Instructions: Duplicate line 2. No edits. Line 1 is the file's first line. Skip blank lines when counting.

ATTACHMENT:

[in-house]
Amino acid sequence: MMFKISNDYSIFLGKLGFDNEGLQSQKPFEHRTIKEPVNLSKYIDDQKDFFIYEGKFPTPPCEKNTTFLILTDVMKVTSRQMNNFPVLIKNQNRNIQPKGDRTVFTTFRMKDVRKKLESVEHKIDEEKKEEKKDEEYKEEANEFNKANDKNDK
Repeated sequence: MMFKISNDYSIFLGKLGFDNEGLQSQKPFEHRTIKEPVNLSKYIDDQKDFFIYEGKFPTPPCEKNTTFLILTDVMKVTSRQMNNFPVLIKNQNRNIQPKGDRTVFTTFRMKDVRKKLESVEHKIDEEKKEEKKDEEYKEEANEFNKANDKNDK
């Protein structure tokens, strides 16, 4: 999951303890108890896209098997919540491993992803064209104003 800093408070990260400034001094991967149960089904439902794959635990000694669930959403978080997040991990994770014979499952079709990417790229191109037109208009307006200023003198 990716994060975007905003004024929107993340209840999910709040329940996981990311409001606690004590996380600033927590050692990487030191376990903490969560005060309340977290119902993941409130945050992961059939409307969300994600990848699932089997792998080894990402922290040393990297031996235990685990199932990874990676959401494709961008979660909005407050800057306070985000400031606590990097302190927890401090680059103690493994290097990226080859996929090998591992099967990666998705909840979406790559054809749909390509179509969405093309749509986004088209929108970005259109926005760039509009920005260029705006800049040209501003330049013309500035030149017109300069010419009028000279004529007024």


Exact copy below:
Amino acid sequence: MMFKISNDYSIFLGKLGFDNEGLQSQKPFEHRTIKEPVNLSKYIDDQKDFFIYEGKFPTPPCEKNTTFLILTDVMKVTSRQMNNFPVLIKNQNRNIQPKGDRTVFTTFRMKDVRKKLESVEHKIDEEKKEEKKDEEYKEEANEFNKANDKNDK